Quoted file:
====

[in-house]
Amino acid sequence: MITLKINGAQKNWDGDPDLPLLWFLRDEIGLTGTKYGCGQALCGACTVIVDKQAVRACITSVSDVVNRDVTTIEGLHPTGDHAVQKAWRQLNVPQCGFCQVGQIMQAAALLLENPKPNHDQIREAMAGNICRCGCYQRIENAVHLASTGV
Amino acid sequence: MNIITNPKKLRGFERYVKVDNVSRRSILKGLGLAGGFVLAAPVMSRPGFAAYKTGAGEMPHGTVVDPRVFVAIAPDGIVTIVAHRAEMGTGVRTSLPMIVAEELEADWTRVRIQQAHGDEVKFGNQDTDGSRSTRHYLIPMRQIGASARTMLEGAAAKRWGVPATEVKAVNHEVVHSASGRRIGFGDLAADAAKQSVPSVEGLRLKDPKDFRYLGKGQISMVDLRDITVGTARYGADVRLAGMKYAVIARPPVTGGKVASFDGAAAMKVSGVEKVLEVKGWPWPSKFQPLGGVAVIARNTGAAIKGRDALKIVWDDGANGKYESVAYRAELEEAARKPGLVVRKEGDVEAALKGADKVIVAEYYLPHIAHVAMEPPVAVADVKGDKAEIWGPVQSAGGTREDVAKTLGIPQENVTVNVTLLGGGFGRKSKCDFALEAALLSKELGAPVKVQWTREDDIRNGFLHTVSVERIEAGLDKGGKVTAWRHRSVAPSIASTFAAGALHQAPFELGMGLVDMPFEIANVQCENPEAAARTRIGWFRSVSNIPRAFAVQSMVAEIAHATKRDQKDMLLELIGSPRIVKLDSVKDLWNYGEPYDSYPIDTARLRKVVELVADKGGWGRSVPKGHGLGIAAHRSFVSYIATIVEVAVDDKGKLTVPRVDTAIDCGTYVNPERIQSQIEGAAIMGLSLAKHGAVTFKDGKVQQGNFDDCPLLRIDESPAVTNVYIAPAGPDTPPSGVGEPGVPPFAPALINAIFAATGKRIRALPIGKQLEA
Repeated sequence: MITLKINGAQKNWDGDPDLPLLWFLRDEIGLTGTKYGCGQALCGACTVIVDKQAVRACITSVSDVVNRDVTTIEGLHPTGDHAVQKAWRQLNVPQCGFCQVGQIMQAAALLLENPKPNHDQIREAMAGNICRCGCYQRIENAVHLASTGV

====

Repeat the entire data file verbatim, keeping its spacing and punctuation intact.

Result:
[in-house]
Amino acid sequence: MITLKINGAQKNWDGDPDLPLLWFLRDEIGLTGTKYGCGQALCGACTVIVDKQAVRACITSVSDVVNRDVTTIEGLHPTGDHAVQKAWRQLNVPQCGFCQVGQIMQAAALLLENPKPNHDQIREAMAGNICRCGCYQRIENAVHLASTGV
Amino acid sequence: MNIITNPKKLRGFERYVKVDNVSRRSILKGLGLAGGFVLAAPVMSRPGFAAYKTGAGEMPHGTVVDPRVFVAIAPDGIVTIVAHRAEMGTGVRTSLPMIVAEELEADWTRVRIQQAHGDEVKFGNQDTDGSRSTRHYLIPMRQIGASARTMLEGAAAKRWGVPATEVKAVNHEVVHSASGRRIGFGDLAADAAKQSVPSVEGLRLKDPKDFRYLGKGQISMVDLRDITVGTARYGADVRLAGMKYAVIARPPVTGGKVASFDGAAAMKVSGVEKVLEVKGWPWPSKFQPLGGVAVIARNTGAAIKGRDALKIVWDDGANGKYESVAYRAELEEAARKPGLVVRKEGDVEAALKGADKVIVAEYYLPHIAHVAMEPPVAVADVKGDKAEIWGPVQSAGGTREDVAKTLGIPQENVTVNVTLLGGGFGRKSKCDFALEAALLSKELGAPVKVQWTREDDIRNGFLHTVSVERIEAGLDKGGKVTAWRHRSVAPSIASTFAAGALHQAPFELGMGLVDMPFEIANVQCENPEAAARTRIGWFRSVSNIPRAFAVQSMVAEIAHATKRDQKDMLLELIGSPRIVKLDSVKDLWNYGEPYDSYPIDTARLRKVVELVADKGGWGRSVPKGHGLGIAAHRSFVSYIATIVEVAVDDKGKLTVPRVDTAIDCGTYVNPERIQSQIEGAAIMGLSLAKHGAVTFKDGKVQQGNFDDCPLLRIDESPAVTNVYIAPAGPDTPPSGVGEPGVPPFAPALINAIFAATGKRIRALPIGKQLEA
Repeated sequence: MITLKINGAQKNWDGDPDLPLLWFLRDEIGLTGTKYGCGQALCGACTVIVDKQAVRACITSVSDVVNRDVTTIEGLHPTGDHAVQKAWRQLNVPQCGFCQVGQIMQAAALLLENPKPNHDQIREAMAGNICRCGCYQRIENAVHLASTGV